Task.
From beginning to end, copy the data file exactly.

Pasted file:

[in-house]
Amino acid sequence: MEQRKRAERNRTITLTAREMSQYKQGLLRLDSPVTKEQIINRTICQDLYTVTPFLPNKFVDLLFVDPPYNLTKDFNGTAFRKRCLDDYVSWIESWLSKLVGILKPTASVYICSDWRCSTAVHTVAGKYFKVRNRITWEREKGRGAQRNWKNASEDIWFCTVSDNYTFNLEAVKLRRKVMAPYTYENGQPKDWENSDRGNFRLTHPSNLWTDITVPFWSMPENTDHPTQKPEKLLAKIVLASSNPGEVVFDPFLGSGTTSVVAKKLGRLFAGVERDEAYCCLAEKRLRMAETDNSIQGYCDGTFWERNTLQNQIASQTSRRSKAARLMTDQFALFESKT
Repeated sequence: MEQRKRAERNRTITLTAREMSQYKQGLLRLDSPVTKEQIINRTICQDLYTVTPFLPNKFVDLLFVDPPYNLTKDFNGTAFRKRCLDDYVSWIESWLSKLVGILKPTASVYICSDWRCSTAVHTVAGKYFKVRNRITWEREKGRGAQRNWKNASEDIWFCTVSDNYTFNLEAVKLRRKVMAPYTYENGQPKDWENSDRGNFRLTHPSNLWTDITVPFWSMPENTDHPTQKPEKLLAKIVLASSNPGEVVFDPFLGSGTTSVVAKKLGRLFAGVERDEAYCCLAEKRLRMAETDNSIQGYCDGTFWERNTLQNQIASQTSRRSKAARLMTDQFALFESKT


[in-house]
Amino acid sequence: MEQRKRAERNRTITLTAREMSQYKQGLLRLDSPVTKEQIINRTICQDLYTVTPFLPNKFVDLLFVDPPYNLTKDFNGTAFRKRCLDDYVSWIESWLSKLVGILKPTASVYICSDWRCSTAVHTVAGKYFKVRNRITWEREKGRGAQRNWKNASEDIWFCTVSDNYTFNLEAVKLRRKVMAPYTYENGQPKDWENSDRGNFRLTHPSNLWTDITVPFWSMPENTDHPTQKPEKLLAKIVLASSNPGEVVFDPFLGSGTTSVVAKKLGRLFAGVERDEAYCCLAEKRLRMAETDNSIQGYCDGTFWERNTLQNQIASQTSRRSKAARLMTDQFALFESKT
Repeated sequence: MEQRKRAERNRTITLTAREMSQYKQGLLRLDSPVTKEQIINRTICQDLYTVTPFLPNKFVDLLFVDPPYNLTKDFNGTAFRKRCLDDYVSWIESWLSKLVGILKPTASVYICSDWRCSTAVHTVAGKYFKVRNRITWEREKGRGAQRNWKNASEDIWFCTVSDNYTFNLEAVKLRRKVMAPYTYENGQPKDWENSDRGNFRLTHPSNLWTDITVPFWSMPENTDHPTQKPEKLLAKIVLASSNPGEVVFDPFLGSGTTSVVAKKLGRLFAGVERDEAYCCLAEKRLRMAETDNSIQGYCDGTFWERNTLQNQIASQTSRRSKAARLMTDQFALFESKT